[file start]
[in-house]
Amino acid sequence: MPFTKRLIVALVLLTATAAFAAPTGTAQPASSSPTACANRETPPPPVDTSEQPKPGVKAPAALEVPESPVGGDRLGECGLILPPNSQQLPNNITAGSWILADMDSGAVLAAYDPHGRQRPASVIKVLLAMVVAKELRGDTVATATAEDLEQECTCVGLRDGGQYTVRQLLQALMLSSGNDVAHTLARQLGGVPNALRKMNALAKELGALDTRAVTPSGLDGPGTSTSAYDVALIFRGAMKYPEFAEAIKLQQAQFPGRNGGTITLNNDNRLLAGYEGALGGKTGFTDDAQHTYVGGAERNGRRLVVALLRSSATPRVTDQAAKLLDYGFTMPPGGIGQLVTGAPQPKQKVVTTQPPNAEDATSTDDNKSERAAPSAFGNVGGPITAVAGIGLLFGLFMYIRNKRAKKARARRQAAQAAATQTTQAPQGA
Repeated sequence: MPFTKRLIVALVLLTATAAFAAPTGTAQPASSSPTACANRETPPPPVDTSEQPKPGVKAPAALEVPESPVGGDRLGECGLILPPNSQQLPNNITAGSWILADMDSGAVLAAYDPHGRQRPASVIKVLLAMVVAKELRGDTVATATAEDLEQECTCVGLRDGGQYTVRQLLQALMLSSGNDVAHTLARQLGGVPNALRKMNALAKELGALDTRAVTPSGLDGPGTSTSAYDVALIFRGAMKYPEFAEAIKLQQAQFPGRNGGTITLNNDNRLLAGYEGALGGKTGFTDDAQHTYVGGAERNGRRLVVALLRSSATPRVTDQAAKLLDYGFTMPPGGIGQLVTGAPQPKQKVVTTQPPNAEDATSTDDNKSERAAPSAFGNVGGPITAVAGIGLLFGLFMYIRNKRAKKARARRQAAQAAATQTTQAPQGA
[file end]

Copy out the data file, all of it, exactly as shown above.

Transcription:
[in-house]
Amino acid sequence: MPFTKRLIVALVLLTATAAFAAPTGTAQPASSSPTACANRETPPPPVDTSEQPKPGVKAPAALEVPESPVGGDRLGECGLILPPNSQQLPNNITAGSWILADMDSGAVLAAYDPHGRQRPASVIKVLLAMVVAKELRGDTVATATAEDLEQECTCVGLRDGGQYTVRQLLQALMLSSGNDVAHTLARQLGGVPNALRKMNALAKELGALDTRAVTPSGLDGPGTSTSAYDVALIFRGAMKYPEFAEAIKLQQAQFPGRNGGTITLNNDNRLLAGYEGALGGKTGFTDDAQHTYVGGAERNGRRLVVALLRSSATPRVTDQAAKLLDYGFTMPPGGIGQLVTGAPQPKQKVVTTQPPNAEDATSTDDNKSERAAPSAFGNVGGPITAVAGIGLLFGLFMYIRNKRAKKARARRQAAQAAATQTTQAPQGA
Repeated sequence: MPFTKRLIVALVLLTATAAFAAPTGTAQPASSSPTACANRETPPPPVDTSEQPKPGVKAPAALEVPESPVGGDRLGECGLILPPNSQQLPNNITAGSWILADMDSGAVLAAYDPHGRQRPASVIKVLLAMVVAKELRGDTVATATAEDLEQECTCVGLRDGGQYTVRQLLQALMLSSGNDVAHTLARQLGGVPNALRKMNALAKELGALDTRAVTPSGLDGPGTSTSAYDVALIFRGAMKYPEFAEAIKLQQAQFPGRNGGTITLNNDNRLLAGYEGALGGKTGFTDDAQHTYVGGAERNGRRLVVALLRSSATPRVTDQAAKLLDYGFTMPPGGIGQLVTGAPQPKQKVVTTQPPNAEDATSTDDNKSERAAPSAFGNVGGPITAVAGIGLLFGLFMYIRNKRAKKARARRQAAQAAATQTTQAPQGA